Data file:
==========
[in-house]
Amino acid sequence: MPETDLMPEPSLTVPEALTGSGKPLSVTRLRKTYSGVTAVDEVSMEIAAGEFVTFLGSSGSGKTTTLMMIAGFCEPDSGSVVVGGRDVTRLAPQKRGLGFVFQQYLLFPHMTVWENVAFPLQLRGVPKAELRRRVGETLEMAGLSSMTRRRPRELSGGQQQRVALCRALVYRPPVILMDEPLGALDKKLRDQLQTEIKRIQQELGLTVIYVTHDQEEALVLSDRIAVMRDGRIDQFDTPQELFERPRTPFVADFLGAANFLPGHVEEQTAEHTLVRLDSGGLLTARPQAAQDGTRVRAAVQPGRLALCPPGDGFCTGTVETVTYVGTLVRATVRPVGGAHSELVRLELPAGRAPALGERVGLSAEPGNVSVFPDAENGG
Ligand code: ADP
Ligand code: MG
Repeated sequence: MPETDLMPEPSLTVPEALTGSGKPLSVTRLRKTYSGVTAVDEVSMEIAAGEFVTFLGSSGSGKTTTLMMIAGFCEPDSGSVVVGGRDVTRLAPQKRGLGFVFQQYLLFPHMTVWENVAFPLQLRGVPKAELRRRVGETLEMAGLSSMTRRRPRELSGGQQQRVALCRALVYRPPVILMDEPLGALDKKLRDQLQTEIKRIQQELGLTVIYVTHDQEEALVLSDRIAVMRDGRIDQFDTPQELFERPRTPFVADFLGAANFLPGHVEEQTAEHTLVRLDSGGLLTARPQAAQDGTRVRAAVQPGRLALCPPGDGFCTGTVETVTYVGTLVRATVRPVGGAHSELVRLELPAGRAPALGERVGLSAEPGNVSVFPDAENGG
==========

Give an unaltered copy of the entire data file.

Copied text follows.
[in-house]
Amino acid sequence: MPETDLMPEPSLTVPEALTGSGKPLSVTRLRKTYSGVTAVDEVSMEIAAGEFVTFLGSSGSGKTTTLMMIAGFCEPDSGSVVVGGRDVTRLAPQKRGLGFVFQQYLLFPHMTVWENVAFPLQLRGVPKAELRRRVGETLEMAGLSSMTRRRPRELSGGQQQRVALCRALVYRPPVILMDEPLGALDKKLRDQLQTEIKRIQQELGLTVIYVTHDQEEALVLSDRIAVMRDGRIDQFDTPQELFERPRTPFVADFLGAANFLPGHVEEQTAEHTLVRLDSGGLLTARPQAAQDGTRVRAAVQPGRLALCPPGDGFCTGTVETVTYVGTLVRATVRPVGGAHSELVRLELPAGRAPALGERVGLSAEPGNVSVFPDAENGG
Ligand code: ADP
Ligand code: MG
Repeated sequence: MPETDLMPEPSLTVPEALTGSGKPLSVTRLRKTYSGVTAVDEVSMEIAAGEFVTFLGSSGSGKTTTLMMIAGFCEPDSGSVVVGGRDVTRLAPQKRGLGFVFQQYLLFPHMTVWENVAFPLQLRGVPKAELRRRVGETLEMAGLSSMTRRRPRELSGGQQQRVALCRALVYRPPVILMDEPLGALDKKLRDQLQTEIKRIQQELGLTVIYVTHDQEEALVLSDRIAVMRDGRIDQFDTPQELFERPRTPFVADFLGAANFLPGHVEEQTAEHTLVRLDSGGLLTARPQAAQDGTRVRAAVQPGRLALCPPGDGFCTGTVETVTYVGTLVRATVRPVGGAHSELVRLELPAGRAPALGERVGLSAEPGNVSVFPDAENGG